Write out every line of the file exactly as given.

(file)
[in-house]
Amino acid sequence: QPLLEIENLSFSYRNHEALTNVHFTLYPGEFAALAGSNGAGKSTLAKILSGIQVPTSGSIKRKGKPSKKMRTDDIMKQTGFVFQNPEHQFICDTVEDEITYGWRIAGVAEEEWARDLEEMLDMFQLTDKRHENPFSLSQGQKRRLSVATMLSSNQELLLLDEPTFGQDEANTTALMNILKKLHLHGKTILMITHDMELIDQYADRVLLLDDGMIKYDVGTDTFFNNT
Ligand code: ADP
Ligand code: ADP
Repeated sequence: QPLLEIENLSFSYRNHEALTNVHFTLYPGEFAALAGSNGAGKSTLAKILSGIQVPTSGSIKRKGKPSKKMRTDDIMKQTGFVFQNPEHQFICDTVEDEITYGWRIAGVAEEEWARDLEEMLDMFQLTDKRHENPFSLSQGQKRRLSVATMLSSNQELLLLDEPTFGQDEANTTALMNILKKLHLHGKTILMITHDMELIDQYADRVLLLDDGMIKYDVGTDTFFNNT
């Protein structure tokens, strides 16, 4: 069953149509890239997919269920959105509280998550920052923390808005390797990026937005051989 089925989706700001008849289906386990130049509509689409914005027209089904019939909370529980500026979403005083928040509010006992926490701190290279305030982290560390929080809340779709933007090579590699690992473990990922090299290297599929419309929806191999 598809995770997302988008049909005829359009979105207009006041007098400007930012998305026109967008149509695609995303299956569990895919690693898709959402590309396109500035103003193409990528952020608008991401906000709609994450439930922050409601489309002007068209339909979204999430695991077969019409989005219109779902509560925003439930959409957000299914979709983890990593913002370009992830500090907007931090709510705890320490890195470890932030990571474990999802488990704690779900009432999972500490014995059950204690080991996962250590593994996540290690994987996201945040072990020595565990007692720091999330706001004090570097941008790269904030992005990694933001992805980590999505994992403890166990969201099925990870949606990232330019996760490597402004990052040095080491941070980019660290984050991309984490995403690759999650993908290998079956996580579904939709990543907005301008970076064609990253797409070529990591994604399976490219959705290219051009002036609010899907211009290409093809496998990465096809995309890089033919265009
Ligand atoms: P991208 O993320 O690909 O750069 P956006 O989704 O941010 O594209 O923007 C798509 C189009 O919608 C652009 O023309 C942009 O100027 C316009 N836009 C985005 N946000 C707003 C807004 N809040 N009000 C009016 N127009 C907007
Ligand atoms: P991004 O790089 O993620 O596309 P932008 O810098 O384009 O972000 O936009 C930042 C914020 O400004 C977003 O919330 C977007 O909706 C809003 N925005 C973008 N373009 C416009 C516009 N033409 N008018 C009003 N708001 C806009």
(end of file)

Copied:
[in-house]
Amino acid sequence: QPLLEIENLSFSYRNHEALTNVHFTLYPGEFAALAGSNGAGKSTLAKILSGIQVPTSGSIKRKGKPSKKMRTDDIMKQTGFVFQNPEHQFICDTVEDEITYGWRIAGVAEEEWARDLEEMLDMFQLTDKRHENPFSLSQGQKRRLSVATMLSSNQELLLLDEPTFGQDEANTTALMNILKKLHLHGKTILMITHDMELIDQYADRVLLLDDGMIKYDVGTDTFFNNT
Ligand code: ADP
Ligand code: ADP
Repeated sequence: QPLLEIENLSFSYRNHEALTNVHFTLYPGEFAALAGSNGAGKSTLAKILSGIQVPTSGSIKRKGKPSKKMRTDDIMKQTGFVFQNPEHQFICDTVEDEITYGWRIAGVAEEEWARDLEEMLDMFQLTDKRHENPFSLSQGQKRRLSVATMLSSNQELLLLDEPTFGQDEANTTALMNILKKLHLHGKTILMITHDMELIDQYADRVLLLDDGMIKYDVGTDTFFNNT
């Protein structure tokens, strides 16, 4: 069953149509890239997919269920959105509280998550920052923390808005390797990026937005051989 089925989706700001008849289906386990130049509509689409914005027209089904019939909370529980500026979403005083928040509010006992926490701190290279305030982290560390929080809340779709933007090579590699690992473990990922090299290297599929419309929806191999 598809995770997302988008049909005829359009979105207009006041007098400007930012998305026109967008149509695609995303299956569990895919690693898709959402590309396109500035103003193409990528952020608008991401906000709609994450439930922050409601489309002007068209339909979204999430695991077969019409989005219109779902509560925003439930959409957000299914979709983890990593913002370009992830500090907007931090709510705890320490890195470890932030990571474990999802488990704690779900009432999972500490014995059950204690080991996962250590593994996540290690994987996201945040072990020595565990007692720091999330706001004090570097941008790269904030992005990694933001992805980590999505994992403890166990969201099925990870949606990232330019996760490597402004990052040095080491941070980019660290984050991309984490995403690759999650993908290998079956996580579904939709990543907005301008970076064609990253797409070529990591994604399976490219959705290219051009002036609010899907211009290409093809496998990465096809995309890089033919265009
Ligand atoms: P991208 O993320 O690909 O750069 P956006 O989704 O941010 O594209 O923007 C798509 C189009 O919608 C652009 O023309 C942009 O100027 C316009 N836009 C985005 N946000 C707003 C807004 N809040 N009000 C009016 N127009 C907007
Ligand atoms: P991004 O790089 O993620 O596309 P932008 O810098 O384009 O972000 O936009 C930042 C914020 O400004 C977003 O919330 C977007 O909706 C809003 N925005 C973008 N373009 C416009 C516009 N033409 N008018 C009003 N708001 C806009």